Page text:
Case Study 4.24 Wiring Errors Leading to Undesired Generator Numerical Differential Relay Operation During the Commissioning Phase of a New Unit 320

Case Study 4.25 Phasing a New Generator into the System Prior to Commissioning 324

Case Study 4.26 Third-Harmonic Undervoltage Element Setting Procedure for 100% Stator Ground Fault Protection 327

Case Study 4.27 Basis for Setting the Generator Relaying Elements to Provide System Backup Protection 330

5 CASE STUDIES RELATED TO TRANSFORMER SYSTEM DISTURBANCES 335

5.1 Transformer Basics 336

5.2 Transformer Differential Protection Basics 344

5.3 Case Studies 347

Case Study 5.1 Energization of a 5-MVA 13.8/4.16-kV Station Service Transformer with a 13.8-kV Phase-to-Phase Bus Fault Within the Transformer Differential Protection Zone 347

Case Study 5.2 Lack of Protection Redundancy for a Generator Step-up Transformer Leads to Interruption of a 230-kV Area 353

Case Study 5.3 Undesired Operation of a Numerical Transformer Differential Relay Due to a Relay Setting Error in the Winding Configuration 357

Case Study 5.4 Location of a 13.8-kV Switchgear Phase-to-Phase Fault Using Transformer Differential Numerical Relay Fault Records 363

Case Study 5.5 Operation of a Unit Step-Up Transformer with an Open Phase on the 13.8-kV Delta Winding 370

Case Study 5.6 Using a Transformer Phasing Diagram, Digital Fault Recorder Record, and Relay Targets to Confirm the Damaged Phase of a Unit Auxiliary Transformer Failure 375

Case Study 5.7 Failure of a 450-MVA 345/138/13.2-kV Autotransformer 381

Case Study 5.8 Failure of a 750-kVA 13.8/0.480-kV Station Service Transformer Due to a Possible Ferroresonance Condition 387

Case Study 5.9 Undesired Tripping of a Numerical Transformer Differential Relay During an External Line-to-Ground Fault 394

Case Study 5.10 Undesired Operation of Numerical Transformer Differential Relays During Energization of Two 75-MVA 138/13.8-kV GSU Transformers 407

Case Study 5.11 Undesired Operation of a Numerical Transformer Differential Relay During Energization of a 5-MVA 13.8/4.16-kV Station Service Transformer 411

Case Study 5.12 Phase-to-Phase Fault Evolving into a Three-Phase Fault at the High Side of a 5-MVA 13.8/4.16-kV Station Service Transformer 414

Case Study 5.13 Phase-to-Phase Fault Evolving into a Three-Phase Fault at the 13.8-kV Bus Connection of a 2-MVA 13.8/0.480-kV Station Service Enclosure 420

Case Study 5.14 Phase-to-Phase Fault in a 13.8-kV Switchgear Caused by Heavy Rain Evolving into a Three-Phase Fault 426

Case Study 5.15 Undesired Operation of a Numerical Transformer Differential Relay Due to a Missing CT Cable Connection as an Input to the Relay Wiring 430

Case Study 5.16 Phase-to-Ground Fault Caused by Flashover of a Transformer 115-kV Bushing Due to a Bird Droppings 434

Case Study 5.17 Using a Transformer Numerical Relay Oscillography Record to Analyze Phase-to-Ground Faults in a 4.16-kV Low-Resistance Grounding Supply 439

Case Study 5.18 Phase-to-Phase Fault Caused by a Squirrel in a 13.8-kVCable Bus Which Evolves into a Three-Phase Fault 447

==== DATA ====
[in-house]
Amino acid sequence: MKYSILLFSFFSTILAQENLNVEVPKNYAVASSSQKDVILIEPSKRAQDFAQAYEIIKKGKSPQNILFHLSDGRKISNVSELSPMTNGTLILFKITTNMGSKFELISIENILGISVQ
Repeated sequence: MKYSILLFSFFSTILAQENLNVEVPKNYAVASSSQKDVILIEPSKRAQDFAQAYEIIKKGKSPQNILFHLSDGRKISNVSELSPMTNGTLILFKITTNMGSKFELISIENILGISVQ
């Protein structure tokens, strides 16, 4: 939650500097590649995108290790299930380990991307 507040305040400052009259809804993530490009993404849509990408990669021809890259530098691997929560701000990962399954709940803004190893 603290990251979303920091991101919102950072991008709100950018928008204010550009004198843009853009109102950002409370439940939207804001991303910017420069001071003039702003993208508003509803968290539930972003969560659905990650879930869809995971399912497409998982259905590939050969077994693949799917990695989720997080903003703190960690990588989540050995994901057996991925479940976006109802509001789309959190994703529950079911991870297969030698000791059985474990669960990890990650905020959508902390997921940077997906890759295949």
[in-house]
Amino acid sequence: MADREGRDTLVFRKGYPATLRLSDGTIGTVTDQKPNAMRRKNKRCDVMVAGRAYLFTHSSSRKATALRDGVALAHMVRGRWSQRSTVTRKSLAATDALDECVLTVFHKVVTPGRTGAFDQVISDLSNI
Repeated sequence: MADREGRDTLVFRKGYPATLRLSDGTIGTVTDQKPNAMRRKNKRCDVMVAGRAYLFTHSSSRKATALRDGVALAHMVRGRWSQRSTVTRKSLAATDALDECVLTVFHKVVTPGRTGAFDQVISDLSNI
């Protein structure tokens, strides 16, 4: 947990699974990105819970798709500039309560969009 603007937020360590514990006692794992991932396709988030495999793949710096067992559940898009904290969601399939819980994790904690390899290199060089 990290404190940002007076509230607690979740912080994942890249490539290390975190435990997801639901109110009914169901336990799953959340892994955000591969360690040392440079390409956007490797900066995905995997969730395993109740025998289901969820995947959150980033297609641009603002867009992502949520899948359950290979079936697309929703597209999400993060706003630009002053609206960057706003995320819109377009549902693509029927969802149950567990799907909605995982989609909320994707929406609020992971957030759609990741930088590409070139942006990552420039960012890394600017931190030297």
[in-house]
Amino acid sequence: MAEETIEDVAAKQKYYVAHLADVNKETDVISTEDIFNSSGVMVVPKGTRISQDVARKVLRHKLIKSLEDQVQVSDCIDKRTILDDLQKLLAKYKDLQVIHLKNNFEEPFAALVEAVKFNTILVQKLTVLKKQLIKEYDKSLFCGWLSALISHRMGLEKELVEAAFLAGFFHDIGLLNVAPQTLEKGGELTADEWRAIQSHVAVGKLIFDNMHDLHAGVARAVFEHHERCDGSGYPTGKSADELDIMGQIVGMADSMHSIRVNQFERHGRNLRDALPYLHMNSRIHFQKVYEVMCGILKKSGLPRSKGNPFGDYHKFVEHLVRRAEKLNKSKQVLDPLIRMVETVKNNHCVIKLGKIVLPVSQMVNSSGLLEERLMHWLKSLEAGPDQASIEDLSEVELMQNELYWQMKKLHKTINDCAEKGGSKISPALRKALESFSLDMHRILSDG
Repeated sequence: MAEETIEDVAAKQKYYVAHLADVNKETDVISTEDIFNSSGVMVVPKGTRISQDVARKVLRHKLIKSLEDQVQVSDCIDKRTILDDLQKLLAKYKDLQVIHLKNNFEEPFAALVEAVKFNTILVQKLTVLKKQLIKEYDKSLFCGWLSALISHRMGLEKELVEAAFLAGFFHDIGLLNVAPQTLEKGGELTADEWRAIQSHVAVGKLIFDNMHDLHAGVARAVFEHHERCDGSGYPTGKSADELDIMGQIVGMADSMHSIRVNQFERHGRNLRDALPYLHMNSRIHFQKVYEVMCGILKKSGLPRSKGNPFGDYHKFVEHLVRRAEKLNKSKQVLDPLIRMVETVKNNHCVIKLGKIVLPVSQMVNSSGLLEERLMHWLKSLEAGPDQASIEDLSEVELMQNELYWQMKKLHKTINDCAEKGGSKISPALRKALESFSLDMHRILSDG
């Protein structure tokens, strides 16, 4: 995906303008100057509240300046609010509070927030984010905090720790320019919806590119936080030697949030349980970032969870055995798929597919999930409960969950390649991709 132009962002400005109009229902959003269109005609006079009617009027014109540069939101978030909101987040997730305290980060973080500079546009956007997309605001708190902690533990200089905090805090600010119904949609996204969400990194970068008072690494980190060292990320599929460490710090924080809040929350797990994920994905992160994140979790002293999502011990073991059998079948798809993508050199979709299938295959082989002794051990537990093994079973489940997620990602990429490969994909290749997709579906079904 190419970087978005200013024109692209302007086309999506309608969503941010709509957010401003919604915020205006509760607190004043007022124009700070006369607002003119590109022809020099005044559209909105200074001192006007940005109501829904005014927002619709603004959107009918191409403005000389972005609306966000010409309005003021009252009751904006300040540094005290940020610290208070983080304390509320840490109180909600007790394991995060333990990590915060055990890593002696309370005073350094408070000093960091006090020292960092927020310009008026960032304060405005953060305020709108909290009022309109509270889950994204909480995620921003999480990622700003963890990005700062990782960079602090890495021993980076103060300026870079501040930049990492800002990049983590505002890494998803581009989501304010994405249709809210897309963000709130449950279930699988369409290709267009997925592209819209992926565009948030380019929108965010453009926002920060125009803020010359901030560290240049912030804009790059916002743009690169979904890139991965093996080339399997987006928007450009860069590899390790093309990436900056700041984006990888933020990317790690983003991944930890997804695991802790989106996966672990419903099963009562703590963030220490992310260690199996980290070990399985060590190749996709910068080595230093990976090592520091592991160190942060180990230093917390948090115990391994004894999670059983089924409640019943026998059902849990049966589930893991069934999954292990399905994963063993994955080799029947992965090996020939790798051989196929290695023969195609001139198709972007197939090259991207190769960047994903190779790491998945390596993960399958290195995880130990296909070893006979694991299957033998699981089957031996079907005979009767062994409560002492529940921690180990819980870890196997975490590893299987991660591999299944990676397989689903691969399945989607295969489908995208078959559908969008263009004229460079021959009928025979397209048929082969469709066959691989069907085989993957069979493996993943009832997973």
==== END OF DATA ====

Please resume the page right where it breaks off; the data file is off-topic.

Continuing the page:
Case Study 5.19 13.8-kV Transformer Lead Phase-to-Phase Fault Due to Animal Contact, Evolving into a 115-kV Transformer Bushing Fault 451

Case Study 5.20 Undesired Tripping of a Numerical Multifunction Transformer Relay by Assertion of a Digital Input Wired to the Buchholz Relay Trip Output 456

6 CASE STUDIES RELATED TO OVERHEAD TRANSMISSION-LINE SYSTEM DISTURBANCES 461

6.1 Line Protection Basics 463

6.2 Case Studies 466

Case Study 6.1 Using a DFR Record From One End Only to Determine Local and Remote-End Clearing Times for a Line-to-Ground Fault 466

Case Study 6.2 Analysis of Clearing Times for a Phase-to-Ground Fault from Both Ends of a 345-kV Transmission Line Using Oscillograms from One End Only 469

Case Study 6.3 Analysis of a Three-Phase Fault Caused by Lightning 471

Case Study 6.4 Analysis of a Double-Phase-to-Ground 765-kV Fault Caused by Lightning 473

Case Study 6.5 Assessment of Transmission Tower Footing Resistance by Analyzing a Three-Phase-to-Ground Fault Caused by Lightning 476

Case Study 6.6 115-kV Phase-to-Ground Fault Cleared First from a Solidly Grounded System, Then Connected and Cleared from an Ungrounded System 478

Case Study 6.7 345-kV Phase-to-Ground Fault (C-g) Caused by an Act of Vandalism 485

Case Study 6.8 345-kV Phase-to-Ground (A-g) Fault Due to an Accident Along the Line Right-of-Way 489

Case Study 6.9 False Tripping of a 138-kV Current Differential Relaying System During an External Phase-to-Ground Fault 495

Case Study 6.10 Undesired Operation of a 13.8-kV Feeder Ground Relay During a Three-Phase Fault Due to an Extra CT Circuit Ground 502

Case Study 6.11 Correction of a System Model Error from Analysis of a Failure of a Post Insulator Associated with a 115-kV Disconnect Switch 512

Case Study 6.12 Location of a 345-kV Line Fault Protected by Electromechanical Distance Relays Using Information from a DFR Record 519

Case Study 6.13 Location of an Outdoor 13.8-kV Switchgear Fault at a Cogeneration Facility Using a DFR Fault Record from a Remote Substation 524

Case Study 6.14 Breakage (Failure) of a 345-kV Subconductor Bundle During a High-Resistance Tree Fault, Due to the Heavily Loaded Line Sagging to a Tree 529

Case Study 6.15 115-kV Phase-to-Phase Fault Caused by Failure of a Circuit Switcher 536

Case Study 6.16 Undesired Tripping of a 115-kV Feeder Due to a Setting Application Error in the Time Overcurrent Element for a Numerical Line Protection Relay 539

Case Study 6.17 Mitigation of Mutual Coupling Effects on the Reach of Ground Distance Relays Protecting Highand Extrahigh-Voltage Transmission Lines 544

7 CASE STUDIES RELATED TO CABLE TRANSMISSION FEEDER SYSTEM DISTURBANCES 571

Case Studies 572

Case Study 7.1 Optimum Design of Relaying Protection Zones Leads to Quick Identification of a Faulted 345-kV Submarine Cable Section 572

Case Study 7.2 Undesired Operation of a 138-kV Cable Feeder Differential Relay During the Commissioning Phase of a 500-MW Plant 578